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Exhibition Review: Anjinese and J. Paul Wright at Tea Amantes

It’s the first Monday of the month, which means it must be a new exhibition at the Tea Amantes cafe and gallery.

Once more abandoning the family to their own devices, I take the service 3 bus to town and walk down Albert Road to the already bustling space. I fail to make it through the door before Anna Paprzycka, who runs these exhibitions, photographs me stood next to photographer Kate Yates. This gives me time to set up my little digital camera with its filter and lens hood.

This is the first dual exhibition at Tea Amantes and the first married couple show that I have attended. There are relatively few pieces as they are substantial and striking. The husband and wife works are entirely different in style, but the complementary. Anji’s three pieces are hung on the back wall, with Paul’s more widely distributed around the gallery and into what is the tattoo parlour waiting area.



Both use a mosaic technique producing strong and well-composed pieces that catch the light. Colours are quite restrained, but saturated. Some are quite abstract and take a second view. As a cat lover (who hasn’t got a cat) I was pleased to see that Paul had made one his subject.



Anji’s work uses British decimal half penny pieces as the basis of her work. Her approach is described as based on a little girl striving for perfection and creating something beautiful. Portraits capturing a personality’s essence are a passion. The mosaic technique means that the pieces become more seamless with an increasing viewing distance.

I ask Anji how she came to this way of artistic working.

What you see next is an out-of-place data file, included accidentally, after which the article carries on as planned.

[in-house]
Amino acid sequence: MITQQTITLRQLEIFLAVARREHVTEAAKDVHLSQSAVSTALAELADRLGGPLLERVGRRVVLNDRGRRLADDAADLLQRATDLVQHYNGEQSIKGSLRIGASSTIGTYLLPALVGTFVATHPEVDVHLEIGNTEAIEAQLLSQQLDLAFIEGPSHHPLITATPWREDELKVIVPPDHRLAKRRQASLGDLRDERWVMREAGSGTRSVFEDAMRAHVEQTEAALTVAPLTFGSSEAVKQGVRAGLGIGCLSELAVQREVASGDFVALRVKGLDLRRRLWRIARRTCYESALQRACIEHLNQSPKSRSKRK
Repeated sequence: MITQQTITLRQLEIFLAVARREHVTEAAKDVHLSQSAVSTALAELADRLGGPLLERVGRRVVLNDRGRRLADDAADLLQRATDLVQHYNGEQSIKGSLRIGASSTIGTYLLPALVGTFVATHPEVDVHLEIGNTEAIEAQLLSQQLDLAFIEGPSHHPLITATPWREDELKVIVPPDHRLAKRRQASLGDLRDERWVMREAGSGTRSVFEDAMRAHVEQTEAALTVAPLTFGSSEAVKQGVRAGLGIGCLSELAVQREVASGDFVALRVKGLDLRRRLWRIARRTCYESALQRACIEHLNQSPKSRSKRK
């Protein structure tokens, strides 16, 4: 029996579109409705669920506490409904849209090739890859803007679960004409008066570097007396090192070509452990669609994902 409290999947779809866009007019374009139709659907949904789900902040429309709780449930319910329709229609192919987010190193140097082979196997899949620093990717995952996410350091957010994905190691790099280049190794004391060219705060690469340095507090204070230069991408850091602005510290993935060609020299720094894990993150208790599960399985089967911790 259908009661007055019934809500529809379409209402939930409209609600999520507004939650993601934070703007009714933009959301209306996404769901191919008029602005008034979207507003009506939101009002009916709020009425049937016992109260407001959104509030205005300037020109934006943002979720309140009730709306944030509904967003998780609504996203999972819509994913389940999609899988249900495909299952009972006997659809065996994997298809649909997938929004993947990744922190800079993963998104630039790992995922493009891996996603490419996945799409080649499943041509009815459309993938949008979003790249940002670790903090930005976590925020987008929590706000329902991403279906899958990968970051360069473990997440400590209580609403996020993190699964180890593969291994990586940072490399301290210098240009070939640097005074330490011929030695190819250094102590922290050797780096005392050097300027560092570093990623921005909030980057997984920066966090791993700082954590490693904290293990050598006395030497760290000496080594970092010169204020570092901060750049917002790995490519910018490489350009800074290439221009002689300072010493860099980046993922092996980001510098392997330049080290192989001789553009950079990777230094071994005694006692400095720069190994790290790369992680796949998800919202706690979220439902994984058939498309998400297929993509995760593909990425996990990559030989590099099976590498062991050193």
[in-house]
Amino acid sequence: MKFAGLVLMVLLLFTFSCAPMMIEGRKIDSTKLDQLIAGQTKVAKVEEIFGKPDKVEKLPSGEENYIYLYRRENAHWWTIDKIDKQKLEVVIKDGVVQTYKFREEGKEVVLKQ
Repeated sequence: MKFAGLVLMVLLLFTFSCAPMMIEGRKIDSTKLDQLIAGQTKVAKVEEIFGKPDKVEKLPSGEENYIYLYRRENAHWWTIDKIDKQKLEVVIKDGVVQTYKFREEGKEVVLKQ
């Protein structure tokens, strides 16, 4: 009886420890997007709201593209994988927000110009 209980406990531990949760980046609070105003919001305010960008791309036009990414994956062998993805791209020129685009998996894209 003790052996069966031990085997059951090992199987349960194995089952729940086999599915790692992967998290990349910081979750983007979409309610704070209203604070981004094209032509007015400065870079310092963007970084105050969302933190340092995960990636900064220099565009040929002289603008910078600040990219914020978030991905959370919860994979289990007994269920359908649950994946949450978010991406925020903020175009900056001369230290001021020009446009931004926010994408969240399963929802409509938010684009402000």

“I’ve always been quite arty, but wanted to do something a little bit different, and that happened to be some coins on my desk in a pot,” she explained. “You know when you look at something in a different way? I need to see something else? It was a moment like that really. Things just kind of evolved from there.

“The material is a resin overlaid on a coin with alcohol soaked artist’s paper. I’m not currently using other materials, I’m sticking with this. I like using the half penny coins โ€“ they’re a discarded thing that no-one uses anymore.”



These materials and technique are certainly producing excellent work.

After a few tasty nibbles, including grapes, strawberries and a slug of tasty tea from the many pots around the room, I spoke to Paul. What had led him to his own artistic choices?



“My pieces can take up to two years to produce,” he said. “These have been done over the last eight years. Others are too large to fit into this venue. But here the evening light comes in and really brings the crystals to life.

Generally I use a type of quartz that I colour because otherwise I can’t get the exact variations I need. I use semi-precious stones whenever I can, but they’re difficult to get in the right size. The individual stones are glued onto a strong acrylic base.”



I ask Paul if he ever uses found materials:

“Not generally. I have been down to the beach and found certain things, but they haven’t yet worked for me. This doesn’t mean I won’t use them in the future.”



With my photos in the camera, I took another turn round the works. Conversations were still continuing around the room and more people were coming in to view the exhibition.



With the service 6 conveniently due, it was time to draw the curtain on another nice evening viewing some excellent art and spending time with some lovely people. This fine show is on until 30th June 2023 and is not to be missed.

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    I have worked in the housing and transport professions for several local authorities, specialising in policy, strategy preparation and bid writing. Having always had an interest in film, the visual arts in general, theatre, music and lterature, I thought it would be good to combine the writing experience with these interests to contribute to altBlackpool. In addition to writing, my hobbies include watercolour and pastel painting, photography, woodwork, cycling and vegetable gardening.

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